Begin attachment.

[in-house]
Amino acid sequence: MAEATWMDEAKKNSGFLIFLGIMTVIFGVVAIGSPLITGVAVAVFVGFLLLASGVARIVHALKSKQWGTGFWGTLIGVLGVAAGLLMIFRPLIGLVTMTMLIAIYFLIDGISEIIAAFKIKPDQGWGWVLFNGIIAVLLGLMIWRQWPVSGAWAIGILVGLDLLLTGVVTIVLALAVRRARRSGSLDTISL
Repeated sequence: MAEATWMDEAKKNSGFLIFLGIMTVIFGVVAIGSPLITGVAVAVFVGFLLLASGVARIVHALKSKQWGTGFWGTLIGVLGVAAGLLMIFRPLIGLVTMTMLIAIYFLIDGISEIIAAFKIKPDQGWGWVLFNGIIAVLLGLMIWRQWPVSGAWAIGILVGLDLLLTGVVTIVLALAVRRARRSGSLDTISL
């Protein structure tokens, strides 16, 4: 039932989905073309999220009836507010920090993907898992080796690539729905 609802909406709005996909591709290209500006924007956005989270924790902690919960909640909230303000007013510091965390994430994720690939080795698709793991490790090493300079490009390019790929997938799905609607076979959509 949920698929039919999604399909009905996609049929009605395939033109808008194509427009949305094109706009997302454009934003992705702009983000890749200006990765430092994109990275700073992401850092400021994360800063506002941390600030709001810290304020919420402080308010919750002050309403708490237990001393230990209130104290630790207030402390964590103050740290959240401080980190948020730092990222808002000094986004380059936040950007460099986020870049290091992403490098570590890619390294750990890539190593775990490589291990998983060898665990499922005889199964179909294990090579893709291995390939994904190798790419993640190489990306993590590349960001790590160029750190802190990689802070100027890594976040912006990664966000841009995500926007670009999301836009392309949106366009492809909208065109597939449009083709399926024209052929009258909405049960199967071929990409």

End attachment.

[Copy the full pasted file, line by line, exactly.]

[in-house]
Amino acid sequence: MAEATWMDEAKKNSGFLIFLGIMTVIFGVVAIGSPLITGVAVAVFVGFLLLASGVARIVHALKSKQWGTGFWGTLIGVLGVAAGLLMIFRPLIGLVTMTMLIAIYFLIDGISEIIAAFKIKPDQGWGWVLFNGIIAVLLGLMIWRQWPVSGAWAIGILVGLDLLLTGVVTIVLALAVRRARRSGSLDTISL
Repeated sequence: MAEATWMDEAKKNSGFLIFLGIMTVIFGVVAIGSPLITGVAVAVFVGFLLLASGVARIVHALKSKQWGTGFWGTLIGVLGVAAGLLMIFRPLIGLVTMTMLIAIYFLIDGISEIIAAFKIKPDQGWGWVLFNGIIAVLLGLMIWRQWPVSGAWAIGILVGLDLLLTGVVTIVLALAVRRARRSGSLDTISL
């Protein structure tokens, strides 16, 4: 039932989905073309999220009836507010920090993907898992080796690539729905 609802909406709005996909591709290209500006924007956005989270924790902690919960909640909230303000007013510091965390994430994720690939080795698709793991490790090493300079490009390019790929997938799905609607076979959509 949920698929039919999604399909009905996609049929009605395939033109808008194509427009949305094109706009997302454009934003992705702009983000890749200006990765430092994109990275700073992401850092400021994360800063506002941390600030709001810290304020919420402080308010919750002050309403708490237990001393230990209130104290630790207030402390964590103050740290959240401080980190948020730092990222808002000094986004380059936040950007460099986020870049290091992403490098570590890619390294750990890539190593775990490589291990998983060898665990499922005889199964179909294990090579893709291995390939994904190798790419993640190489990306993590590349960001790590160029750190802190990689802070100027890594976040912006990664966000841009995500926007670009999301836009392309949106366009492809909208065109597939449009083709399926024209052929009258909405049960199967071929990409």